Book: The Long Earth – Author: Terry Pratchett & Stephen Baxter
Genre: Fiction, Sci-Fi
Description from Goodreads:
From the back jacket:
NORMALLY, WHEN THERE WAS NOTHING TO DO, HE LISTENED TO THE SILENCE.
The Silence was very faint here. Almost drowned out by the sounds of the mundane world. Did people in this polished building understand how noisy it was? The roar of air conditioners and computer fans, the susurration of many voices heard but not decipherable…. This was the office of the transEarth Institute, an arm of the Black Corporation. The faceless office, all plasterboard and chrome, was dominated by a huge logo, a chesspiece knight. This wasn’t Joshua’s world. None of it was his world. In fact, when you got right down to it, he didn’t have a world; he had all of them.
ALL OF THE LONG EARTH.
From the inside jacket:
The possibilities are endless. Just be careful what you wish for….
1916: The Western Front. Private Percy Blakeney wakes up. He is lying on fresh spring grass. He can hear birdsong, and the wind in the leaves. Where has the mud, blood and blasted landscape of no-man’s-land gone? For that matter, where has Percy gone?
2015: Madison, Wisconsin. Police officer Monica Jansson is exploring the burned-out home of a reclusive–some said mad, others allege dangerous–scientist who seems to have vanished. Sifting through the wreckage, Jansson finds a curious gadget: a box containing some rudimentary wiring, a three-way switch, and…a potato. It is the prototype of an invention that will change the way humankind views the world forever.
I wasn’t really sure what to expect from this one. I’ve never read anything by Stephen Baxter and have only liked a couple of the books I’ve read so far by Terry Pratchett. The description intrigued me, however, so I decided to give it a go.
I’ll start by saying, I really like the main character, Joshua. He’s a bit of an oddball, but he seems so normal in comparison to the type of characters you usually get who are tasked with “saving the world”. No real brooding or whining about how his life has turned out, Joshua is more of a live-in-the-moment kind of person. But he’s also not the type to throw that in your face or act recklessly. Joshua is subdued, almost to the point of stoicism, but without being all holier-than-thou about it. And I really connected with his desire to be alone, while still needed to connect to people. It’s one of those “I like being alone, but I don’t fancy being lonely” type things that quite a lot of us introverts have to deal with.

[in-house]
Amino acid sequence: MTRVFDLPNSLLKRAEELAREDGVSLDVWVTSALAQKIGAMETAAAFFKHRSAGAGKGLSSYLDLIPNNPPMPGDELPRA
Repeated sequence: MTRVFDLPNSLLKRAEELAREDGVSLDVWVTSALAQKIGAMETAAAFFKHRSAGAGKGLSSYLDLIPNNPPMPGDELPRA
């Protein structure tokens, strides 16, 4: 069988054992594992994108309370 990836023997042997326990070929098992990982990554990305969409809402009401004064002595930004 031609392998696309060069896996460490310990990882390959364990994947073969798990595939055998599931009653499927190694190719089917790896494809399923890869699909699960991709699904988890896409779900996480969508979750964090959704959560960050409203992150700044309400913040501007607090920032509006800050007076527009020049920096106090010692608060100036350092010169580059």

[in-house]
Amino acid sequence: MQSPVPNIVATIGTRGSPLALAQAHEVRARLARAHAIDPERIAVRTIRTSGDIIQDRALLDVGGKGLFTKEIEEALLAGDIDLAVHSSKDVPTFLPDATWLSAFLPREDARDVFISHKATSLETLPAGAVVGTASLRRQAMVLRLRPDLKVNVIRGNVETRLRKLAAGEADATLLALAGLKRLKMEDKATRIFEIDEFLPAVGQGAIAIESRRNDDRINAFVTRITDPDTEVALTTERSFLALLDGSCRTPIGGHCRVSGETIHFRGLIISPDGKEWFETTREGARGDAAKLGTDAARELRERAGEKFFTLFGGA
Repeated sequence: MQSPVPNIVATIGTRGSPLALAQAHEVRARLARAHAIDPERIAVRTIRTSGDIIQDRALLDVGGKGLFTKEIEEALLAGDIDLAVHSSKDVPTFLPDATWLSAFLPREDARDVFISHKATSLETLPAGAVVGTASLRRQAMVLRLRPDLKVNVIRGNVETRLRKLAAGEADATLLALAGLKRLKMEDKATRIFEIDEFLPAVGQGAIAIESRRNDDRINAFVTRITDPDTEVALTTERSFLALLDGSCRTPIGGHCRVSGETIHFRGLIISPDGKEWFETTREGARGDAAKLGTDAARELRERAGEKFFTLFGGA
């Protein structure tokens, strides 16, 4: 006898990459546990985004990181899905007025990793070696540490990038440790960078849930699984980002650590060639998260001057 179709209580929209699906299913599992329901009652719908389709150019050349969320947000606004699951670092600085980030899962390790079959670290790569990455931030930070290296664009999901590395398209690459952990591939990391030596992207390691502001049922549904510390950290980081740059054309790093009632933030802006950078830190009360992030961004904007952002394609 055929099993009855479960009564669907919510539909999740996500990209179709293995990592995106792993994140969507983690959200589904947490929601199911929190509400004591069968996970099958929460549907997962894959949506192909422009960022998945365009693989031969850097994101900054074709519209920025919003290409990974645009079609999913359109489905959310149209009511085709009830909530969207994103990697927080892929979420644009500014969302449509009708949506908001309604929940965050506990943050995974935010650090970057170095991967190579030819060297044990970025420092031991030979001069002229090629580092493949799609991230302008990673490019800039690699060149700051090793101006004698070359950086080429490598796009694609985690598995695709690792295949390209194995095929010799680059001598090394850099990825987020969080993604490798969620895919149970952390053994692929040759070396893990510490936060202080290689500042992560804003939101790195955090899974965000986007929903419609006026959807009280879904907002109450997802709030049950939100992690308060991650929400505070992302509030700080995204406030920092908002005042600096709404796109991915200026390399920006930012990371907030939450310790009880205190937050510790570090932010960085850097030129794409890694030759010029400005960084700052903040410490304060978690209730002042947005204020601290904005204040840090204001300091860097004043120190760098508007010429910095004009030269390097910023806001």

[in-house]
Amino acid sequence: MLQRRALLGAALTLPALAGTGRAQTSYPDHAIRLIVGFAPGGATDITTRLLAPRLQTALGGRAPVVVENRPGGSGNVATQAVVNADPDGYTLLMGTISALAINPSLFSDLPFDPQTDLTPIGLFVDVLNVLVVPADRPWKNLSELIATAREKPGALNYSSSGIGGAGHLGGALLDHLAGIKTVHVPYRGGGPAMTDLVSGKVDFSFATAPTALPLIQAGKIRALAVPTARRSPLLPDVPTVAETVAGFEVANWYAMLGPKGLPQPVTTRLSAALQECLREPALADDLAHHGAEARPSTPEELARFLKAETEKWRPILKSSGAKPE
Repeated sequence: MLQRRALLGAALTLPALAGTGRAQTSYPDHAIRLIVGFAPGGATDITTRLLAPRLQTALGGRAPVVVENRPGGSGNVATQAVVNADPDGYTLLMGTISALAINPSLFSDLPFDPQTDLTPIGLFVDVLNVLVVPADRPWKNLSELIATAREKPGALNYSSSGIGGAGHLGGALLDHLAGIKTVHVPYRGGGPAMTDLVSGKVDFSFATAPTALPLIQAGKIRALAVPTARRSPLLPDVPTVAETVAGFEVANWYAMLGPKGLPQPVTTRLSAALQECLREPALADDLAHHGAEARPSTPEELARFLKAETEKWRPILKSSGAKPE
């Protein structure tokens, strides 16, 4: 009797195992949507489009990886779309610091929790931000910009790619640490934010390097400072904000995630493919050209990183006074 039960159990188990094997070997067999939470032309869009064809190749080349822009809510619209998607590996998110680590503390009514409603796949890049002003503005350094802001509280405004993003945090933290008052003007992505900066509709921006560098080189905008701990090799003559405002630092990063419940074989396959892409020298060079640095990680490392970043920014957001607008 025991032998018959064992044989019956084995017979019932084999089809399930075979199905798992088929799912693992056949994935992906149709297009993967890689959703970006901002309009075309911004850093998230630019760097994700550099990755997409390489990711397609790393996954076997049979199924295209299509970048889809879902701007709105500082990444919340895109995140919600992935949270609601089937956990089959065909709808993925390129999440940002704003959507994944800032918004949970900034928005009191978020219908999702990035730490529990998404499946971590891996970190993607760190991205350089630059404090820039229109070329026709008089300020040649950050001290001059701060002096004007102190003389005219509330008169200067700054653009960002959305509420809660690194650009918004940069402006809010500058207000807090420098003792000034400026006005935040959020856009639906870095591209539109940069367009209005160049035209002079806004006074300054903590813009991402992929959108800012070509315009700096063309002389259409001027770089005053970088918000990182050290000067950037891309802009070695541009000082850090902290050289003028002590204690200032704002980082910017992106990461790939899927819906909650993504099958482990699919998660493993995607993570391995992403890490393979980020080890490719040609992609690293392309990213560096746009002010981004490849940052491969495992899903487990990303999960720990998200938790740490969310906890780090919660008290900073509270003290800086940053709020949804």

I also really like the character of Lobsang. A sentient digital being, he’s always insisting that he’s human, but you can tell he’s still trying to figure out exactly what “being human” means. He’s almost like Data from Star Trek: The Next Generation, though a bit more condescending and a lot more physically versatile. 😉 I loved that Lobsang and Joshua seem to hit it off rather than being at odds with each other all the time. The differences between the two are definitely acknowledged, but the writers don’t resort to the usual unnecessary tension that comes with having two such unique characters.
One of the things I ended up enjoying the most about the book, though, is actually something I think might put a lot of people off — the pacing. This book is SLOW. It makes sense in context; exploring hundreds of thousands of alternate Earths would take quite some time. And since this book is the lead in to a full series, the authors have the space to take as long as they want. The book also meanders a bit, throwing in seemingly random chapters that introduce new characters and explain how stepping has changed their lives. But none of the information we are given is completely useless; everything has a purpose.
I like books that allow themselves to tell the story at their own pace. Some jump into the action right off the bat, and those stories can be great too. But there is no need to rush anything in a series like this. Explain to us how stepping started. Describe as many of the “new” Earths as you can. Talk to us about how evolution might have gone differently to create these “new” creatures. Sci-fi lovers revel in the details. And as much as I like super-exciting, in-your-face stories sometimes, it’s the novels that take their time to introduce me to their new worlds fully and completely that really stick with me.
Overall, I’d definitely recommend this book to…well, everyone. But mainly people who love sci-fi, books with incredible world-building, or anyone with the exploring bug.
And don’t worry, action lovers, things really start to pick up towards the end…
In feel if not in content…
The Long Way to a Small, Angry Planet – Becky Chambers